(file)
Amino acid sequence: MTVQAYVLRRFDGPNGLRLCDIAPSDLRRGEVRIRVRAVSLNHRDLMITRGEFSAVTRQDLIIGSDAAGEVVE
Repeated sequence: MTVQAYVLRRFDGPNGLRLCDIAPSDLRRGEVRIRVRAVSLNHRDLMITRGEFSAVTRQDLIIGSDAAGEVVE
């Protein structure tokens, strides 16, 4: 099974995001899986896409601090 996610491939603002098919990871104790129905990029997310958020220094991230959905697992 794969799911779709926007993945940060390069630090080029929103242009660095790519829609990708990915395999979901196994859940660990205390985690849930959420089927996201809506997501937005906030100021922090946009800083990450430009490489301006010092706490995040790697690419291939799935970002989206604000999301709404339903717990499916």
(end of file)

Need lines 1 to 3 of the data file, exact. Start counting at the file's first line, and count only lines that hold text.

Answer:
Amino acid sequence: MTVQAYVLRRFDGPNGLRLCDIAPSDLRRGEVRIRVRAVSLNHRDLMITRGEFSAVTRQDLIIGSDAAGEVVE
Repeated sequence: MTVQAYVLRRFDGPNGLRLCDIAPSDLRRGEVRIRVRAVSLNHRDLMITRGEFSAVTRQDLIIGSDAAGEVVE
């Protein structure tokens, strides 16, 4: 099974995001899986896409601090 996610491939603002098919990871104790129905990029997310958020220094991230959905697992 794969799911779709926007993945940060390069630090080029929103242009660095790519829609990708990915395999979901196994859940660990205390985690849930959420089927996201809506997501937005906030100021922090946009800083990450430009490489301006010092706490995040790697690419291939799935970002989206604000999301709404339903717990499916």